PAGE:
Tuesday, September 14, 2010

The Adventurer

Short Story by C.M. Kornbluth
Free from Project Gutenberg
Read for Starship Sofa by Lawrence Santoro

I wasn't quite as impressed with this story as I felt I should have been. It may be the reek of the 50s, but I find it in my heart to love Asimov and Bradbury, you'd think I would love Kornbluth more. The concept is good and there is a nice layer of satire in the story:

America is a few hundred years into the future, still engaged in a cold war with the Soviet Union. The people are stupid and disinterested, and, more importantly, the president is stupid and disinterested and has become a hereditary position with all the name-only trappings of democracy you'd expect from us. It's really a dictatorship where cabinet members get executed as traitors on a whim, everyone spies on everyone else, and the people are kept in line through a mix of mind-control, terrorism, random executions, and press censorship.

Like some of Bradbury's work, Kornbluth is hating on anti-intellectualism before it was common, although it isn't the center of this story as it is in some of his others. Basically, the cabinet members want to overthrow their idiot-king but are certain they'll fail if they try any of the traditional means. Meanwhile, we read about the seemingly unrelated life of a young cadet.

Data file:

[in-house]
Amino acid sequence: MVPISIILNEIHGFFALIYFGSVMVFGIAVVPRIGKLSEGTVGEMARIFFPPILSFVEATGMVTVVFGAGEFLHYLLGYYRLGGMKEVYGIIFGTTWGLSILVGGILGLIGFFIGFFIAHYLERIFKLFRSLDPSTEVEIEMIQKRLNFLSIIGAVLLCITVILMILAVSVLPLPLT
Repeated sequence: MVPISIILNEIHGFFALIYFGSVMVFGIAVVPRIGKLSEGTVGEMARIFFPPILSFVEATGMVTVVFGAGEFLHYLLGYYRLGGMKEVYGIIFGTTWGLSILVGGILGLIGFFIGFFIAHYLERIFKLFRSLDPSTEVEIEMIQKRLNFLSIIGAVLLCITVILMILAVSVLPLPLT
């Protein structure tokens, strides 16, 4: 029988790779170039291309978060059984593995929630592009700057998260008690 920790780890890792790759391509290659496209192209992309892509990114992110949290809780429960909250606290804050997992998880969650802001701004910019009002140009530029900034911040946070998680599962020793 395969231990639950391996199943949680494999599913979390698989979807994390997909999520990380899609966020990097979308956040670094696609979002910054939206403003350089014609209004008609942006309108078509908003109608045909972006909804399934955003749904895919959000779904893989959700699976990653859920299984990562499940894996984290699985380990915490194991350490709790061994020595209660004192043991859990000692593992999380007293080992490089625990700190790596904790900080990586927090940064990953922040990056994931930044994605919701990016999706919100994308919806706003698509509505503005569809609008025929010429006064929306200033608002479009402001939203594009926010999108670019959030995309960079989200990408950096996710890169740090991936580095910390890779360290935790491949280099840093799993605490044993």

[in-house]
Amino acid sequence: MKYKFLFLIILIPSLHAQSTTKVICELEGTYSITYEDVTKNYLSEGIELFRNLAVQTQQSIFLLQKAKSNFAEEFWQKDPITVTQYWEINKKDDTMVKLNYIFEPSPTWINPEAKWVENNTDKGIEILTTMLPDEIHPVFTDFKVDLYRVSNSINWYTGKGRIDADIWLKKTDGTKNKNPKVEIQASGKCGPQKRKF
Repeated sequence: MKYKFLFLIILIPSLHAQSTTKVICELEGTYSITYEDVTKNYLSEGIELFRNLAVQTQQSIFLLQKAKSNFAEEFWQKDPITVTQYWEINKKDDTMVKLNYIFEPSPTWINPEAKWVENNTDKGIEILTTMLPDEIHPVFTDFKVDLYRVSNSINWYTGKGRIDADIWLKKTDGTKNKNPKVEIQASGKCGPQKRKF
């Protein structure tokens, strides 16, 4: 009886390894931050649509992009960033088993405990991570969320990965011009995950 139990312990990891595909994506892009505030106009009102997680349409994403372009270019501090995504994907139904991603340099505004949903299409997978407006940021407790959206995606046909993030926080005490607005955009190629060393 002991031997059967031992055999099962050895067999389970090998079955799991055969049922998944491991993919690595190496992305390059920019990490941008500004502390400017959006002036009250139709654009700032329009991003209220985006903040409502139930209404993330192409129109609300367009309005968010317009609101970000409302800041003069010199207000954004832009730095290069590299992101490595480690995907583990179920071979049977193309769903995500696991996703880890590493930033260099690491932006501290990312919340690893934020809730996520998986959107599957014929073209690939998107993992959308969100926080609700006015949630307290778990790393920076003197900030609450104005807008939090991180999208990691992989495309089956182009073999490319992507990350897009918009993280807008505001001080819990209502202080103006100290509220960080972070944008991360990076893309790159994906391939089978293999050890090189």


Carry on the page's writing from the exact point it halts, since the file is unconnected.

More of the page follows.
The last lines are actually very surprising. I'd foreseen the main development, as I'm sure most readers will, but not only are some of the root causes different than we'd have thought, but the ultimate future of the nation doesn't go where I was expecting either. Kornbluth sets us up for one thing, especially given the hopefulness of the era, and then gives us a rather sobering, but probably more likely conclusion. And, again, it was all there earlier in the descriptions and the explanation of the title. I'll be left thinking about the stealth-moral of this story for years, I think. What is the true difference between the conquering hero and the villain?

Still, there is something about Kornbluth's prose that doesn't really strike me here, although Larry's narration is great as always, and this story, at least, isn't quite brilliant or subtle enough to be a favorite. 3.5 Soviet Jovian moons out of 5.

First Published in Space Science Fiction, May 1953

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